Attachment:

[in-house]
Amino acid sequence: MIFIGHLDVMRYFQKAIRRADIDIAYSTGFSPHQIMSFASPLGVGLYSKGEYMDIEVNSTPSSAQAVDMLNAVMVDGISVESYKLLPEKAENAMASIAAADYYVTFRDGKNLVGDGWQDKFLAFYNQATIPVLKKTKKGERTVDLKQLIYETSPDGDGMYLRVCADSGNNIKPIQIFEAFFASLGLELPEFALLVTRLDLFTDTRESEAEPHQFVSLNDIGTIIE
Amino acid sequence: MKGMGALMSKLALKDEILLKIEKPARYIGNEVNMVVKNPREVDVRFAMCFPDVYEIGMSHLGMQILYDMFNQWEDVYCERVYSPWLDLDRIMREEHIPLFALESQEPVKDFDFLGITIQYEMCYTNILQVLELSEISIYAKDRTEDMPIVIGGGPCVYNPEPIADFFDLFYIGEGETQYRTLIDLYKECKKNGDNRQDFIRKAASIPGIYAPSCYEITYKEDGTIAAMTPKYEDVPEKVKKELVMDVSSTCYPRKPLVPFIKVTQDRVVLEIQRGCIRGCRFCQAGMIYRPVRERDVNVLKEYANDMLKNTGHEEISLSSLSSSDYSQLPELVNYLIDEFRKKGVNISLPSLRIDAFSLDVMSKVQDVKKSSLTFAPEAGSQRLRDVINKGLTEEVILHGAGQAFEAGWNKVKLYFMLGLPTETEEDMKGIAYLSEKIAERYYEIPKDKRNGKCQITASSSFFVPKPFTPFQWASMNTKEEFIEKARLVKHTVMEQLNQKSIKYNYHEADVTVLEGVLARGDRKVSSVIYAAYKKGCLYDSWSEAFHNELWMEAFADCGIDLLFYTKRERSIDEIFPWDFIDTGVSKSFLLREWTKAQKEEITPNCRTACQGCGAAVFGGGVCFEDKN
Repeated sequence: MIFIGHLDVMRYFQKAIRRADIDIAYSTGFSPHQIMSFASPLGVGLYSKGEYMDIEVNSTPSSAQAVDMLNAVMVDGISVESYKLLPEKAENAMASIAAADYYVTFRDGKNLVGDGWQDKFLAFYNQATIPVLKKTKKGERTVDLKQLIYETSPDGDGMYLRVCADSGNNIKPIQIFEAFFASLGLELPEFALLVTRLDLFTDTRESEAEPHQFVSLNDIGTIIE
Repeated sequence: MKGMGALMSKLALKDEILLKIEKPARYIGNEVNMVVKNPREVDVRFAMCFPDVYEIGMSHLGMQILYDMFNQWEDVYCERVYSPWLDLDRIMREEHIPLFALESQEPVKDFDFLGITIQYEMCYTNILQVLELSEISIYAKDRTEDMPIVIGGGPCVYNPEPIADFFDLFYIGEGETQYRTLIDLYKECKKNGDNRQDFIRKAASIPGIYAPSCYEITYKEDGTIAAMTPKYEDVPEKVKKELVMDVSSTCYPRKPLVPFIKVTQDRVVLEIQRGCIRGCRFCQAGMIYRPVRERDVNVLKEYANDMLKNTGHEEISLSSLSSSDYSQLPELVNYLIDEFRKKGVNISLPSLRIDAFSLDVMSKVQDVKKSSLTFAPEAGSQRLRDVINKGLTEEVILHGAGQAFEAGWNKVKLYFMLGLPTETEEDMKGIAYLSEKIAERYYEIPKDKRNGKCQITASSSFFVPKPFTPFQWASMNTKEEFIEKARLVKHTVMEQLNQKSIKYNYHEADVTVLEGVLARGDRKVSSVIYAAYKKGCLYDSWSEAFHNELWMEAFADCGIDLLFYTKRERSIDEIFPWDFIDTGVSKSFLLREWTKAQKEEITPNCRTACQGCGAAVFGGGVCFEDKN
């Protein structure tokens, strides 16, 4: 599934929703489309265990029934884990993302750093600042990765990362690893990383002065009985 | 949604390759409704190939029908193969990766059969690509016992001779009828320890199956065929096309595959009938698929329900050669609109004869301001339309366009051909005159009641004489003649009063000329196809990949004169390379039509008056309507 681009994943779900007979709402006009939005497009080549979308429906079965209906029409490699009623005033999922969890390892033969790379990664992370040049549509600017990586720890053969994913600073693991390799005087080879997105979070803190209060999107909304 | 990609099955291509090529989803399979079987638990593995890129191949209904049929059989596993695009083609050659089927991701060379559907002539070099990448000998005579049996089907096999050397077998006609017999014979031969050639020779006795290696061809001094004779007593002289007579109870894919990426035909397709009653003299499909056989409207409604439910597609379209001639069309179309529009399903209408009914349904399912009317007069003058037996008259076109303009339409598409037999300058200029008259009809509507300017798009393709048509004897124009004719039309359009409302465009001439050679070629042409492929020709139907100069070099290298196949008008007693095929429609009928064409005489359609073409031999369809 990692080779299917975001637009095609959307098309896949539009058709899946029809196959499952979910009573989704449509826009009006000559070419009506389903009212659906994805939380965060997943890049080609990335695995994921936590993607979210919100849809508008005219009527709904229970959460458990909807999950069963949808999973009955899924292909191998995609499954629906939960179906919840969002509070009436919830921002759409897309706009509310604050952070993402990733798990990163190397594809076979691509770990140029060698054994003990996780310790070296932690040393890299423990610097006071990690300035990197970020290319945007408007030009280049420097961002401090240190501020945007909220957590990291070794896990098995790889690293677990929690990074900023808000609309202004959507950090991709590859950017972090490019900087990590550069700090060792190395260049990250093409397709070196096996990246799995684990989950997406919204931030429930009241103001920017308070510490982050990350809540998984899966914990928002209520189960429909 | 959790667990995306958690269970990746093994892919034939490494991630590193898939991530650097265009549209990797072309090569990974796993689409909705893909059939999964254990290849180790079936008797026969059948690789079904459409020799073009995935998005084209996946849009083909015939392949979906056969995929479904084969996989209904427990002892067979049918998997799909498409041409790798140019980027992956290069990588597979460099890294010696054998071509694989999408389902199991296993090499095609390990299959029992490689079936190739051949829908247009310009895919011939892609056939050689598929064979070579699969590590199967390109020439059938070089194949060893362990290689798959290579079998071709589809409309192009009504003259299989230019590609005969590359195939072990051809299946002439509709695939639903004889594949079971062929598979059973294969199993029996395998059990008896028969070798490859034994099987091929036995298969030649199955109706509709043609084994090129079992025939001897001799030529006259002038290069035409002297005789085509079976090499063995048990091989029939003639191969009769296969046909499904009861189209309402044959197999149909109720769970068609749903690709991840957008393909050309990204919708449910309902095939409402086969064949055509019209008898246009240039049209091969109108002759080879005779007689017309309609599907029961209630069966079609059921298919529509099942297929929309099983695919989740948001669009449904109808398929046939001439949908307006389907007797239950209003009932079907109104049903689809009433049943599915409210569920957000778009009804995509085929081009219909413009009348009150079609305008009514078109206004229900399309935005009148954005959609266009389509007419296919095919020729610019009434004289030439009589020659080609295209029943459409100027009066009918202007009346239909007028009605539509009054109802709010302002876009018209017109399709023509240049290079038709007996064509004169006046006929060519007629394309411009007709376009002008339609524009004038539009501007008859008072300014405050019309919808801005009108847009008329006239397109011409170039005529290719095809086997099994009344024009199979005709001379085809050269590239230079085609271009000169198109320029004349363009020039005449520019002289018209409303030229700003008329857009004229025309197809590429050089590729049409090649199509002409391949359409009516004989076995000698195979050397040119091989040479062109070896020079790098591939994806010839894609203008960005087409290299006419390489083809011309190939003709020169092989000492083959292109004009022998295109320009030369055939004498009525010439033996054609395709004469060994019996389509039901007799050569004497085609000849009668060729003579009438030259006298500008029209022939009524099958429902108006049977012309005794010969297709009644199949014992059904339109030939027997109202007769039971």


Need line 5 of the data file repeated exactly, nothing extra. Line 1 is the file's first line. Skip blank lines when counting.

Repeated sequence: MKGMGALMSKLALKDEILLKIEKPARYIGNEVNMVVKNPREVDVRFAMCFPDVYEIGMSHLGMQILYDMFNQWEDVYCERVYSPWLDLDRIMREEHIPLFALESQEPVKDFDFLGITIQYEMCYTNILQVLELSEISIYAKDRTEDMPIVIGGGPCVYNPEPIADFFDLFYIGEGETQYRTLIDLYKECKKNGDNRQDFIRKAASIPGIYAPSCYEITYKEDGTIAAMTPKYEDVPEKVKKELVMDVSSTCYPRKPLVPFIKVTQDRVVLEIQRGCIRGCRFCQAGMIYRPVRERDVNVLKEYANDMLKNTGHEEISLSSLSSSDYSQLPELVNYLIDEFRKKGVNISLPSLRIDAFSLDVMSKVQDVKKSSLTFAPEAGSQRLRDVINKGLTEEVILHGAGQAFEAGWNKVKLYFMLGLPTETEEDMKGIAYLSEKIAERYYEIPKDKRNGKCQITASSSFFVPKPFTPFQWASMNTKEEFIEKARLVKHTVMEQLNQKSIKYNYHEADVTVLEGVLARGDRKVSSVIYAAYKKGCLYDSWSEAFHNELWMEAFADCGIDLLFYTKRERSIDEIFPWDFIDTGVSKSFLLREWTKAQKEEITPNCRTACQGCGAAVFGGGVCFEDKN